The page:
Hungarian filmmaker Béla Tarr, along with his script collaborator Laszlo Krasznahorkai, knows a little bit about patience. Patience is at the core of his craft and is also essential to understanding a film like Damnation (Kárhozat; 1988). This is not to say that Damnation is tedious, because it's quite the contrary. For all of its quiet moments and its near-glacial pace, it never ceases to involve its viewer--all because of the gift of patience.
Karrer (Miklós Székely) is a broken man living in an isolated industrial town. Cut off from the outside world, he is trapped within its borders. Large metal buckets travel along overhead cables carrying things he cannot see to places he cannot go, and he watches them longingly, as if they would transport him out of the purgatory he inhabits beneath them. They are always there, and when they can't be seen, they are heard through the grind of metal and the metronomic tick they create. In watching them, Karrer is like the movie's audience--a spectator to something outside of himself that moves according to its own pace. If he lets the buckets go, perhaps they will reveal to him the secret he is missing. So it is the same for watching Damnation: let the scenes play out, let the characters go about their business, and a reward awaits you.
I called it a "purgatory" because the setting of Damnation is indeed a sort of middle state. It could merely be a metaphor for life, which itself is what we do in between birth and death, when we wait for something else to come along. Yet, there are also higher metaphors here. Karrer is pulled from two sides, between the longing of his spirit to be free, and the longing of his body that ties him to the cabaret singer he lusts for. Similarly, there are two polar influences at work on his conscience. First there is Willarski (Gyula Pauer), the dark-haired owner of the local bar. His establishment has been aptly named Titanik, and he is always there to listen to a man who wants to talk about himself, indulging the individual's selfish desires before luring lost souls into crime. Second is the white-haired older woman who works in the club's coat room (Hédi Temessy), protecting the outer shells her clients use to protect themselves. She doesn't listen, but instead proclaims. Whenever the coat-check woman arrives, she has words of advice for Karrer. In at least one case, they actually come from the Bible. Yet, for as positive as they may be intended to sound, they often sound like judgments.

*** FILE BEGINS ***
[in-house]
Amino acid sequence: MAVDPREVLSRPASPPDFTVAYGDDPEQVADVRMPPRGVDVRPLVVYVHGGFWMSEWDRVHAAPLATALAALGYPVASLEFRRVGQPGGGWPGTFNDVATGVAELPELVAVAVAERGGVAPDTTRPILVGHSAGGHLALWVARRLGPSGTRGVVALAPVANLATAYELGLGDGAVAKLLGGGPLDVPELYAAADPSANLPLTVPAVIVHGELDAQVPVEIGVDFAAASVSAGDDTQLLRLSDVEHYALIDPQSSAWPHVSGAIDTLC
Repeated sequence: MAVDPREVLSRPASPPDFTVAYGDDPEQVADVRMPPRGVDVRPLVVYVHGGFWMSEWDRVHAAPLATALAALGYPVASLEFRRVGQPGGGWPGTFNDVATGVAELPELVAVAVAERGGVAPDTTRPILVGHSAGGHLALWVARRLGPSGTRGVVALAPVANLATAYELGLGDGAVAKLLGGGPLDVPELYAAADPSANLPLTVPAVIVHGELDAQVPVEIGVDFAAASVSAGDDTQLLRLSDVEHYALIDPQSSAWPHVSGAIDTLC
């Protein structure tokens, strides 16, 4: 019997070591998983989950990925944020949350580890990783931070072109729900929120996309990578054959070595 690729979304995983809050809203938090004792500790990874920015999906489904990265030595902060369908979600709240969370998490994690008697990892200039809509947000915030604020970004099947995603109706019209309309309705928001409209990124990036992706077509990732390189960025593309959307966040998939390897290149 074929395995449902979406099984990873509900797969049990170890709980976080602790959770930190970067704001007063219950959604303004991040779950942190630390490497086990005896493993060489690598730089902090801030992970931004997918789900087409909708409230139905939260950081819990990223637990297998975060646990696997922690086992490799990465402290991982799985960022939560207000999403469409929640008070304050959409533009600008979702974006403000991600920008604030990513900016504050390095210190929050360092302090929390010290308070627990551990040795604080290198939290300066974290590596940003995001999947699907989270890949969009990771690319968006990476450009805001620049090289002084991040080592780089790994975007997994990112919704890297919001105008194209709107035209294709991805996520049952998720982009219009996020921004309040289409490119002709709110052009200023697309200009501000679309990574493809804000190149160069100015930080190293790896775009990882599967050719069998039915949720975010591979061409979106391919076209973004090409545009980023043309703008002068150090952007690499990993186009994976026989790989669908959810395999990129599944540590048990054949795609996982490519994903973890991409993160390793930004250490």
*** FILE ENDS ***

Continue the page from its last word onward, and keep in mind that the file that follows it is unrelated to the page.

Karrer sees an opening when his Beelzebub offers him a job smuggling goods. Rather than take it himself--he feels he is not allowed to leave the area--he offers it to the husband (György Cserhalmi) of the singer at the club (Vali Kerekes), knowing the man's debts will force him to take it. When the husband is out of town, he can make a move on the wife, whom Karrer loves. On his return, however, the husband will give Karrer his final piece of advice: "There's always a chance to escape. There can be cracks in the fabric of things." Like the old woman's speeches, this ends up sounding more like a threat than it does a design for life. Words are important to how people perceive themselves. More than once, Karrer refers to life as a story, one that any individual can close the book on any time they want, starting over again on a new page. Yet, since when have participants of any story been their own construct, capable of their own action? Mustn't they always wait for some larger force to enact change? The other way is the way of hubris.
Music also plays a central roll in Damnation. Through most of the film, the tunes are quiet and sad, sparse instrumentation and plaintive vocals representing the absence of feeling. As the movie reaches its climax, the music speeds up, representing the lack of control Karrer's actions have created. In fact, all the characters are being punished for the actions they have taken. That is the illusion of their lives: they dream of getting out, but the more they try, the less patient they are, the more stuck they become. The betrayal of music is of particular irony to the singer, who dreams of going to another city and being famous. As the dance escalates, the humiliation she suffers--and it involves her precious throat, even--is possibly the worst. Everyone else at the Titanik follows the band, dancing themselves into a happy oblivion while Karrer and company sit the revelry out in order to forge ahead with their own undoing.
Béla Tarr uses his camera to show us how inextricably linked his characters are to their environment. Taking a cue from the Antonioni of L'eclisse, he often leaves the central action, slowly panning away from his characters to look at a broken fence or an empty wall. The people are as dilapidated as the village they have built, and just as the buildings wait for repairs, the viewer waits for the camera to find its way back again. There is a constant layer of rain on everything, and dogs roam the streets of their own accord. It's as if everything is out of balance. In fact, when Karrer is finally off the deep end, it's his humanity that he gives up, instead becoming one of the animals. Midway through the picture, he suggests that all life ends in disintegration. Tarr's continued focus on the landscape reinforces that: just as buildings crumble, so shall man. In the final shot of Damnation, Tarr gives us the most grim reminder of all: no matter how much we struggle, our fate is no more than a mound of dirt. Be patient, and it will come.